SI chpt 6
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the extent to which an instrument measures what it is intended to measure
an instrument appears to test what it is supposed to and that it is a plausible method for doing so
indicates that the items that make up an instrument adequately sample the universe of content that defines the variable being measured. Most useful with questionnaires and inventories.
indicates that the outcomes of one instrument, the target test, can be used as a substitute measure for an established reference standard criterion test. Can be tested as concurrent or predictive validity
establishes validity when two measures are taken relatively the same time. Most often used when the target test is considered more efficient than the gold standard and, therefore, can be used instead of the gold standard.
establishes that the outcome of the target test can be used to predict a future criterion score or outcome
establishes the ability of an instrument to measure an abstract construct and the degree to which the instrument reflects the theoretical components of the construct
a measurement that defines the true value of a variable. In criterion-related validity, an instrument that is considered a valid measure and that can be used as the standard for assessing the validity of other instruments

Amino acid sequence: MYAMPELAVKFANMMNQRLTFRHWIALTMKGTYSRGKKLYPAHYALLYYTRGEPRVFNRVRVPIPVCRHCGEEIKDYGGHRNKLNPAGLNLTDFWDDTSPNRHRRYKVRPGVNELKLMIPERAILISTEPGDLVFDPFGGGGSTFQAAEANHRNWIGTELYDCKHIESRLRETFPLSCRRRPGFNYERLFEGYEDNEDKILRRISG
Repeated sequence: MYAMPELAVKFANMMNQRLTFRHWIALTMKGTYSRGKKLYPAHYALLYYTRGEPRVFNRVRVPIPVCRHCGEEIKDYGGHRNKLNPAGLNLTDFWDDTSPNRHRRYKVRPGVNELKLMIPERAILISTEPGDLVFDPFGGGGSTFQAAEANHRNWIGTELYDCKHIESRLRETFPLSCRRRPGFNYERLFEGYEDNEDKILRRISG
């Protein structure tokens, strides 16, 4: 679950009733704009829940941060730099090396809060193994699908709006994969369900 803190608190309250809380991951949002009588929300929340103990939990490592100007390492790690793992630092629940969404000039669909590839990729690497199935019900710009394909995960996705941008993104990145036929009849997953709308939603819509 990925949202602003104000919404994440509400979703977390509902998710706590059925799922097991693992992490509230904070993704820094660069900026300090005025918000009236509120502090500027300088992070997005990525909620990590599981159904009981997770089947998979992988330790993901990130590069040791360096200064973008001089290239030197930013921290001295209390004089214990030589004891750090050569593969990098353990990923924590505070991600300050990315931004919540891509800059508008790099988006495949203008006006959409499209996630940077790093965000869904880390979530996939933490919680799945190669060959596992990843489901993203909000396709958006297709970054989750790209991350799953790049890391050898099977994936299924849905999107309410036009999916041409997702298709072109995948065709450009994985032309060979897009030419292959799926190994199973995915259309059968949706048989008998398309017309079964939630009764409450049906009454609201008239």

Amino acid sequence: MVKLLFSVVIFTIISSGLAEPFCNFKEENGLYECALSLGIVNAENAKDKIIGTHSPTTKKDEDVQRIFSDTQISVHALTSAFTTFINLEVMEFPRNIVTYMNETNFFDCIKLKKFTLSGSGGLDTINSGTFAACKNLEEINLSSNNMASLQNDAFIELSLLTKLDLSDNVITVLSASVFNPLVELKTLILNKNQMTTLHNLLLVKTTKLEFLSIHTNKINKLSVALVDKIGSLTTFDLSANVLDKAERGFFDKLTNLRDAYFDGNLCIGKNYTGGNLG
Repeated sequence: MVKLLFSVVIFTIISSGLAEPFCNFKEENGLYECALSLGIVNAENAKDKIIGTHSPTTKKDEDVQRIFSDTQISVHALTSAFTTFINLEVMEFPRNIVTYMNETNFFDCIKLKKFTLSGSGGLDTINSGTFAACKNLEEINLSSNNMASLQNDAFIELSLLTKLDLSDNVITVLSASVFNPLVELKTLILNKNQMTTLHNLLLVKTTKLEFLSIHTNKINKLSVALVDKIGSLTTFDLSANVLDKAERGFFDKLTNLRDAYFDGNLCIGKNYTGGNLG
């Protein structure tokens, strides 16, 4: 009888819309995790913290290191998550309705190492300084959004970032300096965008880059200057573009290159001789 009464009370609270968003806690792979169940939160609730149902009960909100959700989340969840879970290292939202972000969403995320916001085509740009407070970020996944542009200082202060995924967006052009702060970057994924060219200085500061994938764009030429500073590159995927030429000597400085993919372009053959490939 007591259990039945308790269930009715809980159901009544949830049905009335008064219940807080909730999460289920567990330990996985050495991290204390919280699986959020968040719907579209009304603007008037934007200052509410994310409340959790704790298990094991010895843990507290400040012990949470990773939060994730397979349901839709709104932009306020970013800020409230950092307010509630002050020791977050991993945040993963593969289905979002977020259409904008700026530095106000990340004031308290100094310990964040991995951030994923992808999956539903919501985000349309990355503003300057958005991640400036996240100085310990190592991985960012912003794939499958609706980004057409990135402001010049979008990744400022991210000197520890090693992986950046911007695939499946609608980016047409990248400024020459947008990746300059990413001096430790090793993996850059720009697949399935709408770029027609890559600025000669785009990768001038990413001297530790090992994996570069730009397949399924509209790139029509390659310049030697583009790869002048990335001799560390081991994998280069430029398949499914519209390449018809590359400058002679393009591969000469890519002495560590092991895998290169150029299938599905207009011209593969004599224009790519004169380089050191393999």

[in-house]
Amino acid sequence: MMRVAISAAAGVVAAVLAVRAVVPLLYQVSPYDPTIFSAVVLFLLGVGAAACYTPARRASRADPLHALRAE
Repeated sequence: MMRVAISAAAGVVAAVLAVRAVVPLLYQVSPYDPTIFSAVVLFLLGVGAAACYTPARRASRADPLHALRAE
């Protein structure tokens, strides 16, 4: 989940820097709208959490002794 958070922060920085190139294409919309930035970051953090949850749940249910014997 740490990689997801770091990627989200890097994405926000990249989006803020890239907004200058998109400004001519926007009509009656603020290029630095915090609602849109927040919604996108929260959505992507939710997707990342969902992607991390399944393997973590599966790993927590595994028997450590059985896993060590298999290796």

a value used as a standard against which to judge a criterion; may or may not be a gold standard. Used to judge criterion-related validity or diagnostic accuracy.
two measures believed to reflect the same underlying phenomenon will yield similar results or will correlate highly
an approach in construct validation assessing the degree to which an instrument yields different results when measuring two different constructs; that is, the ability to discriminate between the constructs.
a trait cannot be assessed independently of some method
an exploratory multivariate statistical technique used to examine the structure within a large set of variables and to determine the underlying dimensions that exist within that set of variables.
(difference score); the difference between the outcome and the initial score.
a measurement limitation of an instrument whereby the scale cannot determine decreased performance beyond a certain level
a measurement limitation of an instrument whereby the scale cannot determine increased performance beyond a certain level
ability to detect minimal change over time; the ability of a test to demonstrate change
minimal clinically important difference (MCID)
the smallest difference in a measured variable that signifies an important rather than trivial difference in the patient's condition. The smallest difference a patient or clinician would perceive as beneficial, and that would result in a change in the management of the patient. Also called minimal clinically important change (MCIC) or minimally important change (MIC)
criterion referenced test
interpretation of a score based on its actual value
interpretation of a score based on its value relative to a standard or "normal" score
accomplished by trying out a previously developed test on a new group with characteristics as close as possibile to those of the original
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